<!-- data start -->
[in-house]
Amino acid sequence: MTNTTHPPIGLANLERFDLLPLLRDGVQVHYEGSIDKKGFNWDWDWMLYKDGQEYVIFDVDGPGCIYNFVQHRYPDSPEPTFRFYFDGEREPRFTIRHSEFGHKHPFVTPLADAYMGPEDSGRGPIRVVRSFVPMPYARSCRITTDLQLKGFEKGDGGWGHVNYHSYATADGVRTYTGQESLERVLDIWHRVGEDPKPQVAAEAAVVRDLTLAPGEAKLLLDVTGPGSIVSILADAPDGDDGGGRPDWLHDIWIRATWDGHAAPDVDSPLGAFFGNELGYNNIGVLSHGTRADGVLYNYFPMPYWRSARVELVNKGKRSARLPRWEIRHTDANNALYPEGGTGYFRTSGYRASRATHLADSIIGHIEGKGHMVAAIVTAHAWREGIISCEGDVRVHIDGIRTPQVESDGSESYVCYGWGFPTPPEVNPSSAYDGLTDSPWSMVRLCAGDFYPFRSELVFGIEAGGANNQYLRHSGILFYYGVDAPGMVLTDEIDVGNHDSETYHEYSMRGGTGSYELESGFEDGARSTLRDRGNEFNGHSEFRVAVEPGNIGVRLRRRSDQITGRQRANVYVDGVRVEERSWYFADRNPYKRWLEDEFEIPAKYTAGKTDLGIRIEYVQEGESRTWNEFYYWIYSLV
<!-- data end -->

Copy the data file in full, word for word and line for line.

[in-house]
Amino acid sequence: MTNTTHPPIGLANLERFDLLPLLRDGVQVHYEGSIDKKGFNWDWDWMLYKDGQEYVIFDVDGPGCIYNFVQHRYPDSPEPTFRFYFDGEREPRFTIRHSEFGHKHPFVTPLADAYMGPEDSGRGPIRVVRSFVPMPYARSCRITTDLQLKGFEKGDGGWGHVNYHSYATADGVRTYTGQESLERVLDIWHRVGEDPKPQVAAEAAVVRDLTLAPGEAKLLLDVTGPGSIVSILADAPDGDDGGGRPDWLHDIWIRATWDGHAAPDVDSPLGAFFGNELGYNNIGVLSHGTRADGVLYNYFPMPYWRSARVELVNKGKRSARLPRWEIRHTDANNALYPEGGTGYFRTSGYRASRATHLADSIIGHIEGKGHMVAAIVTAHAWREGIISCEGDVRVHIDGIRTPQVESDGSESYVCYGWGFPTPPEVNPSSAYDGLTDSPWSMVRLCAGDFYPFRSELVFGIEAGGANNQYLRHSGILFYYGVDAPGMVLTDEIDVGNHDSETYHEYSMRGGTGSYELESGFEDGARSTLRDRGNEFNGHSEFRVAVEPGNIGVRLRRRSDQITGRQRANVYVDGVRVEERSWYFADRNPYKRWLEDEFEIPAKYTAGKTDLGIRIEYVQEGESRTWNEFYYWIYSLV